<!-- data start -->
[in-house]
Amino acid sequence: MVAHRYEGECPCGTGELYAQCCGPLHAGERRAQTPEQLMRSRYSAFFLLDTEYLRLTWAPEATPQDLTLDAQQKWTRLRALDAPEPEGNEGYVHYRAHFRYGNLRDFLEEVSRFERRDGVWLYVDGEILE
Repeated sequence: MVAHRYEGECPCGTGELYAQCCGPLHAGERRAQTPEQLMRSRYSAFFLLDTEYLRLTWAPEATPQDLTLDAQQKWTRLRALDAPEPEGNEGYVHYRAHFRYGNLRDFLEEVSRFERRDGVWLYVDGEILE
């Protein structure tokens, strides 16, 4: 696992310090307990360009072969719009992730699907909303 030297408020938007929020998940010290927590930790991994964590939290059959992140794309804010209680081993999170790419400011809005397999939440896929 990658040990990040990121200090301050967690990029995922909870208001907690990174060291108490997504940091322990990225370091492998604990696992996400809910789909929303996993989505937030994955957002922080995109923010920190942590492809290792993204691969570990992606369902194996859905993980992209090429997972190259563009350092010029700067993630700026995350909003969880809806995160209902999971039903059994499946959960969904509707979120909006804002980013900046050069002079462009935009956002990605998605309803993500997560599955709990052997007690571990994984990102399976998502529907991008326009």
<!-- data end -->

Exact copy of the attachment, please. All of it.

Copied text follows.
[in-house]
Amino acid sequence: MVAHRYEGECPCGTGELYAQCCGPLHAGERRAQTPEQLMRSRYSAFFLLDTEYLRLTWAPEATPQDLTLDAQQKWTRLRALDAPEPEGNEGYVHYRAHFRYGNLRDFLEEVSRFERRDGVWLYVDGEILE
Repeated sequence: MVAHRYEGECPCGTGELYAQCCGPLHAGERRAQTPEQLMRSRYSAFFLLDTEYLRLTWAPEATPQDLTLDAQQKWTRLRALDAPEPEGNEGYVHYRAHFRYGNLRDFLEEVSRFERRDGVWLYVDGEILE
């Protein structure tokens, strides 16, 4: 696992310090307990360009072969719009992730699907909303 030297408020938007929020998940010290927590930790991994964590939290059959992140794309804010209680081993999170790419400011809005397999939440896929 990658040990990040990121200090301050967690990029995922909870208001907690990174060291108490997504940091322990990225370091492998604990696992996400809910789909929303996993989505937030994955957002922080995109923010920190942590492809290792993204691969570990992606369902194996859905993980992209090429997972190259563009350092010029700067993630700026995350909003969880809806995160209902999971039903059994499946959960969904509707979120909006804002980013900046050069002079462009935009956002990605998605309803993500997560599955709990052997007690571990994984990102399976998502529907991008326009």